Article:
Snakes, Swiss Chard & Automobiles

Rattlesnake decoy among the Swiss Chard to deter the White Tail Deer
Rattlesnake decoy among the Swiss Chard to deter the White Tail Deer

A week ago today was a day for snakes. Though – sadly, I must add – it was not a day for living snakes…

Rattlesnakes and White Tail Deer

Let’s start with the good news. Or at least the benign-if-slightly-amusing news. To set the stage, imagine yourself walking across the still dewy lawn south of the carriage barn. A light morning mist still hangs in the air adding a slightly bluish, fuzzy aspect to the vegetable garden, orchard, and meadows beyond.

Your eyes would suddenly, inevitably notice a coiled rattlesnake in the middle of the Swiss chard!

Approaching the southeast corner of the vegetable garden your eyes would be drawn to the delicious, spicy radicchio growing in the cedar raised bed at the corner. Next your eyes would dart to the bright orange nasturtium sprawling alongside. Perhaps you would bend over and pick a succulent, young leaf to munch on. The flavor drifts somewhere between the subtlest peppercorn and cinnamon stick.

As you wander along past two varieties of beets interspersed with a fresh crop of radishes your eyes would suddenly, inevitably notice a coiled rattlesnake in the middle of the Swiss chard!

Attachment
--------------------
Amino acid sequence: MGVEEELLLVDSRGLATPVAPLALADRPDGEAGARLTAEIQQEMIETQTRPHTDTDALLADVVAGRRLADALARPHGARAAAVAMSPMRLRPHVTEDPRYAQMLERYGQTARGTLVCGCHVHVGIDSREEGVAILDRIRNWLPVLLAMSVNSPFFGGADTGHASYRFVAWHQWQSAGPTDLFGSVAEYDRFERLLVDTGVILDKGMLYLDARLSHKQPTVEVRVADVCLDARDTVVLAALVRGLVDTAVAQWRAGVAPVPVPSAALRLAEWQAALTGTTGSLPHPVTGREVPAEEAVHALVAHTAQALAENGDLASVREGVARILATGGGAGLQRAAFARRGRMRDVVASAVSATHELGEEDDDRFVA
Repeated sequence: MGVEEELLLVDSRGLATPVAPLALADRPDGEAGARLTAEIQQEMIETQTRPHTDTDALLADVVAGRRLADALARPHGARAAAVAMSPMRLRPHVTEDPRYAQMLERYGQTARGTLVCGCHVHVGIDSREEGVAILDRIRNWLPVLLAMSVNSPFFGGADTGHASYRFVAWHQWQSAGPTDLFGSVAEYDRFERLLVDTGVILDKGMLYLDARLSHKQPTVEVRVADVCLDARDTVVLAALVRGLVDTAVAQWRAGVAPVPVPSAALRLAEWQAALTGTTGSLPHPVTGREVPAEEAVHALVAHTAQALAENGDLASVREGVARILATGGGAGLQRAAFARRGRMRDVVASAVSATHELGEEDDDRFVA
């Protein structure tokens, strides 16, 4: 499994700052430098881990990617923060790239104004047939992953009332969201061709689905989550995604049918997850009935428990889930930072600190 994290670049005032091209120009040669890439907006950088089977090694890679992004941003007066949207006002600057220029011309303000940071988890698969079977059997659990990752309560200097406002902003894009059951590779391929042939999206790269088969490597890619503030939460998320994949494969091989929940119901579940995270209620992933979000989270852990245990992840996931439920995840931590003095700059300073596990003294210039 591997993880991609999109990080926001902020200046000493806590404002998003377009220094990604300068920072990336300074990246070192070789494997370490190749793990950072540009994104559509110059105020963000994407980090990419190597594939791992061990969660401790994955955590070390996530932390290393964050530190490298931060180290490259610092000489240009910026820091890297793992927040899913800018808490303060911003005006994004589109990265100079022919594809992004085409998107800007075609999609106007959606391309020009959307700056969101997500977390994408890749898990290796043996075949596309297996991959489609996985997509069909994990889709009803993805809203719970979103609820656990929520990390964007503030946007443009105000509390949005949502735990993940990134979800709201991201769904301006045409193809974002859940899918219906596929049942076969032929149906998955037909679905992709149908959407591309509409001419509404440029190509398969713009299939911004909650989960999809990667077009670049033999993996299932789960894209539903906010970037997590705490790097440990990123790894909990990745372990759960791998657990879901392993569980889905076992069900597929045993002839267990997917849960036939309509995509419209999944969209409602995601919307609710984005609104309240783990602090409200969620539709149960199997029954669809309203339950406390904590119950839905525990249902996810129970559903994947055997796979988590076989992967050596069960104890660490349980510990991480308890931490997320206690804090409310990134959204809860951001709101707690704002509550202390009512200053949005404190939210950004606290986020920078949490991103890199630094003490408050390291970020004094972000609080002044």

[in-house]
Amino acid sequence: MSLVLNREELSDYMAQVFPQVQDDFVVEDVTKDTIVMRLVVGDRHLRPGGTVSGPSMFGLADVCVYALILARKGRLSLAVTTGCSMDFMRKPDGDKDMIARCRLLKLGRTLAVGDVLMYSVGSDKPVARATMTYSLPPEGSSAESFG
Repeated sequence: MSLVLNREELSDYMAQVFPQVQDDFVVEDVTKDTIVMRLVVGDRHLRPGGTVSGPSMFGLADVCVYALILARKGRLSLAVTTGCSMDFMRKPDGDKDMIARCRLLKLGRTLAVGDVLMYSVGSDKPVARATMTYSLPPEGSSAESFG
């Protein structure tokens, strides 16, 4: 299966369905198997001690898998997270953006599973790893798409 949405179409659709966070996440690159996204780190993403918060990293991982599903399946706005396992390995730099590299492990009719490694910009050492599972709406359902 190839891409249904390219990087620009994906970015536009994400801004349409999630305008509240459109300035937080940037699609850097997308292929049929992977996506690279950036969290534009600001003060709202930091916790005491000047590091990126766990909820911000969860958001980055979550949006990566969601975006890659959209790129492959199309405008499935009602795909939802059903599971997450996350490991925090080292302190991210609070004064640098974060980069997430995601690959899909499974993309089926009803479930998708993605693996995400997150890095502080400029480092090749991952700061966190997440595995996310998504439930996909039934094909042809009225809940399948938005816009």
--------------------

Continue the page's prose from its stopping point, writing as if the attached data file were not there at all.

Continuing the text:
But don’t panic. It’s not real. More precisely, it’s not a live rattlesnake. It is a lifelike rubber decoy. Before I explain to you why this rubber rattlesnake is coiled, rattle raised and head drawn up and back with fangs bared, here’s a quick backstory.

Rattlesnake decoy among the Swiss Chard to deter the White Tail Deer
Rattlesnake decoy among the Swiss Chard to deter the White Tail Deer

Duck Doodoo

Back in May Lake Champlain water levels were low and dropping. But June brought rain, rain, rain. The lake level went up, up, up.

Doug called to say that two ducks were cuddled up asleep with the rubber rattlesnake…

The shoreline shrank, so the mallards decided that our dock was the perfect place for snoozing, eating, and… evacuating the rather rich byproduct of their rather rich diet. This stinky mess created an undesirable obstacle course for accessing the boat. So we hosed and scrubbed. But within a few hours the situation repeated itself.

After many weeks of duck waste remediation (DWR) I suffered a small stroke of genius. We needed a decoy predator! I researched and discovered that others had found that a coiled rubber rattlesnake deterred ducks, geese, seagulls, even pelicans. Perfect.

I placed the order and chuckled my way down to the dock on deployment day. An hour or two later Doug called to say that two ducks were cuddled up asleep with the rubber rattlesnake…

White Tail Deer Decoy

What to do with a worthless rubber rattlesnake? A few silly pranks came to mind, but before I could regroup and execute, I discovered that Doug had transferred the rubber rattlesnake to one of the Swiss chard patches in our vegetable garden that the white tail deer have been devouring. Good idea!

It’s too early to determine for certain whether or not the rattler is going to dissuade the deer, but I’ll update you if there’s any news.

Corn Snake Roadkill

In sorrier stories, this unfortunate sight caused me to pause during a recent bike ride.

Is this unfortunate snake spotted on Willsboro point at the end of July 2015 an anerythristic corn snake?